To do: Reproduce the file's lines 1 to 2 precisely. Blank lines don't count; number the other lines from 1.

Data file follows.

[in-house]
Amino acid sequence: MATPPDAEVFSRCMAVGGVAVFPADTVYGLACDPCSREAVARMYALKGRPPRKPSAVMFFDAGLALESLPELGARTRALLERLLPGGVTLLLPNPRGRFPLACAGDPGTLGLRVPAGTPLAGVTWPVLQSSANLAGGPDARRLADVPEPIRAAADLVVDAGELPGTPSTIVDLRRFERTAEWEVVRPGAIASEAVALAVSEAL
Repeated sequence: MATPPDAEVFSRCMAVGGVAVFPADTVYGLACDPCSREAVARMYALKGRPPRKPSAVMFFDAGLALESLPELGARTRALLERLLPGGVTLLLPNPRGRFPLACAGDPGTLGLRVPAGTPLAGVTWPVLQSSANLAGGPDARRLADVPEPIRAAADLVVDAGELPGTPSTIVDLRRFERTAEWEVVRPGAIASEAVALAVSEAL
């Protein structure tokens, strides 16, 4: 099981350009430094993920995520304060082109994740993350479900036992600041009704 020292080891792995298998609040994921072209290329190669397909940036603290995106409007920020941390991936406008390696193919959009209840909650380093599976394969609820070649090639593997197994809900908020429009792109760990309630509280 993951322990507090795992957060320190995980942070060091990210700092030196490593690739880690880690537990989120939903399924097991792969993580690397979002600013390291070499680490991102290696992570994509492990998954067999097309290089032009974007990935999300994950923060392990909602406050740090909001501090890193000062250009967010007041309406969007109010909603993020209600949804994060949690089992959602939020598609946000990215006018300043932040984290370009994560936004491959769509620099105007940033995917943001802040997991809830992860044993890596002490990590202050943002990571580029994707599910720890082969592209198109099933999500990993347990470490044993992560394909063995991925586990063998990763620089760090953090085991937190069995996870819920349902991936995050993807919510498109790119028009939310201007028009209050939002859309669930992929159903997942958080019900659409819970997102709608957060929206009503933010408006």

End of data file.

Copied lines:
[in-house]
Amino acid sequence: MATPPDAEVFSRCMAVGGVAVFPADTVYGLACDPCSREAVARMYALKGRPPRKPSAVMFFDAGLALESLPELGARTRALLERLLPGGVTLLLPNPRGRFPLACAGDPGTLGLRVPAGTPLAGVTWPVLQSSANLAGGPDARRLADVPEPIRAAADLVVDAGELPGTPSTIVDLRRFERTAEWEVVRPGAIASEAVALAVSEAL